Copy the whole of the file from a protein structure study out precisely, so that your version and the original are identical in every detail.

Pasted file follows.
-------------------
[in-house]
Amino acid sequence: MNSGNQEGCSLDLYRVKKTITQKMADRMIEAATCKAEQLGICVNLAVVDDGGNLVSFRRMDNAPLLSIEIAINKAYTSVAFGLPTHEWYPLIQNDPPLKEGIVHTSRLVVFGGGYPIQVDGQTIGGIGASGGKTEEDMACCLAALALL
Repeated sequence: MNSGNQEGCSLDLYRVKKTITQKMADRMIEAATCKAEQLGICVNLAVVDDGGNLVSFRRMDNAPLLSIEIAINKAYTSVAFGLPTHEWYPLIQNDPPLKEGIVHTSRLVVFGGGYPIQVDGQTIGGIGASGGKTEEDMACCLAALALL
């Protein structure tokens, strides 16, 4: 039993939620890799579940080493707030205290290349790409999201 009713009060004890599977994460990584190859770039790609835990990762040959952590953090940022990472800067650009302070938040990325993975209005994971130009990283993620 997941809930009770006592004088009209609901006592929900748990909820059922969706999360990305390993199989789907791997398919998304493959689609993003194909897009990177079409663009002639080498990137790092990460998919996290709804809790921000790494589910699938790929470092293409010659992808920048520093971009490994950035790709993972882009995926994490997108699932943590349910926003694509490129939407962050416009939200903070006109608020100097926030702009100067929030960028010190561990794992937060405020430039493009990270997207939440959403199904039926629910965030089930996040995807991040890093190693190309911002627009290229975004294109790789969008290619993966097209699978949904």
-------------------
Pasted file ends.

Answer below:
[in-house]
Amino acid sequence: MNSGNQEGCSLDLYRVKKTITQKMADRMIEAATCKAEQLGICVNLAVVDDGGNLVSFRRMDNAPLLSIEIAINKAYTSVAFGLPTHEWYPLIQNDPPLKEGIVHTSRLVVFGGGYPIQVDGQTIGGIGASGGKTEEDMACCLAALALL
Repeated sequence: MNSGNQEGCSLDLYRVKKTITQKMADRMIEAATCKAEQLGICVNLAVVDDGGNLVSFRRMDNAPLLSIEIAINKAYTSVAFGLPTHEWYPLIQNDPPLKEGIVHTSRLVVFGGGYPIQVDGQTIGGIGASGGKTEEDMACCLAALALL
């Protein structure tokens, strides 16, 4: 039993939620890799579940080493707030205290290349790409999201 009713009060004890599977994460990584190859770039790609835990990762040959952590953090940022990472800067650009302070938040990325993975209005994971130009990283993620 997941809930009770006592004088009209609901006592929900748990909820059922969706999360990305390993199989789907791997398919998304493959689609993003194909897009990177079409663009002639080498990137790092990460998919996290709804809790921000790494589910699938790929470092293409010659992808920048520093971009490994950035790709993972882009995926994490997108699932943590349910926003694509490129939407962050416009939200903070006109608020100097926030702009100067929030960028010190561990794992937060405020430039493009990270997207939440959403199904039926629910965030089930996040995807991040890093190693190309911002627009290229975004294109790789969008290619993966097209699978949904």